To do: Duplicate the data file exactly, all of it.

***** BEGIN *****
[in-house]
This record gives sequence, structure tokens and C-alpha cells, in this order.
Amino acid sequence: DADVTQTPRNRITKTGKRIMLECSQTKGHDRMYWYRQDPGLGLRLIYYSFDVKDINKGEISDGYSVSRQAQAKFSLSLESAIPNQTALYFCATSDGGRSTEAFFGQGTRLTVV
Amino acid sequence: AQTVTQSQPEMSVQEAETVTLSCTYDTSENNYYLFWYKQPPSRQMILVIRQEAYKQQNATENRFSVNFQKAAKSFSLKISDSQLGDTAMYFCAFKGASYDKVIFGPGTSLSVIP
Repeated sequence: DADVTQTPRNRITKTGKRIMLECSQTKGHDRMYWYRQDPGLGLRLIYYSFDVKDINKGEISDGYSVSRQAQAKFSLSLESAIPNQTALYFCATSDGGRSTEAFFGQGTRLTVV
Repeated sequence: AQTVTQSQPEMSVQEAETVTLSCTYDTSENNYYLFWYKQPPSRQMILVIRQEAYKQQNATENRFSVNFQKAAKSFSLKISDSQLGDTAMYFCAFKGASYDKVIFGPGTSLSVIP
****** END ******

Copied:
[in-house]
This record gives sequence, structure tokens and C-alpha cells, in this order.
Amino acid sequence: DADVTQTPRNRITKTGKRIMLECSQTKGHDRMYWYRQDPGLGLRLIYYSFDVKDINKGEISDGYSVSRQAQAKFSLSLESAIPNQTALYFCATSDGGRSTEAFFGQGTRLTVV
Amino acid sequence: AQTVTQSQPEMSVQEAETVTLSCTYDTSENNYYLFWYKQPPSRQMILVIRQEAYKQQNATENRFSVNFQKAAKSFSLKISDSQLGDTAMYFCAFKGASYDKVIFGPGTSLSVIP
Repeated sequence: DADVTQTPRNRITKTGKRIMLECSQTKGHDRMYWYRQDPGLGLRLIYYSFDVKDINKGEISDGYSVSRQAQAKFSLSLESAIPNQTALYFCATSDGGRSTEAFFGQGTRLTVV
Repeated sequence: AQTVTQSQPEMSVQEAETVTLSCTYDTSENNYYLFWYKQPPSRQMILVIRQEAYKQQNATENRFSVNFQKAAKSFSLKISDSQLGDTAMYFCAFKGASYDKVIFGPGTSLSVIP